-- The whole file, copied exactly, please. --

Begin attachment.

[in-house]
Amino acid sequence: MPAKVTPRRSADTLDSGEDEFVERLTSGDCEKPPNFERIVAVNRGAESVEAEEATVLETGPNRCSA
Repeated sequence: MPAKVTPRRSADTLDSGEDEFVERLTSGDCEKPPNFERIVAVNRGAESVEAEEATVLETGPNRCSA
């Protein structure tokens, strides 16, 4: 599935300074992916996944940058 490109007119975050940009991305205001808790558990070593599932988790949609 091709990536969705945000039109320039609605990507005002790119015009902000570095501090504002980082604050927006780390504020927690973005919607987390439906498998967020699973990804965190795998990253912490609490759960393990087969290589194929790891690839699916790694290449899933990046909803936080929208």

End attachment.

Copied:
[in-house]
Amino acid sequence: MPAKVTPRRSADTLDSGEDEFVERLTSGDCEKPPNFERIVAVNRGAESVEAEEATVLETGPNRCSA
Repeated sequence: MPAKVTPRRSADTLDSGEDEFVERLTSGDCEKPPNFERIVAVNRGAESVEAEEATVLETGPNRCSA
């Protein structure tokens, strides 16, 4: 599935300074992916996944940058 490109007119975050940009991305205001808790558990070593599932988790949609 091709990536969705945000039109320039609605990507005002790119015009902000570095501090504002980082604050927006780390504020927690973005919607987390439906498998967020699973990804965190795998990253912490609490759960393990087969290589194929790891690839699916790694290449899933990046909803936080929208």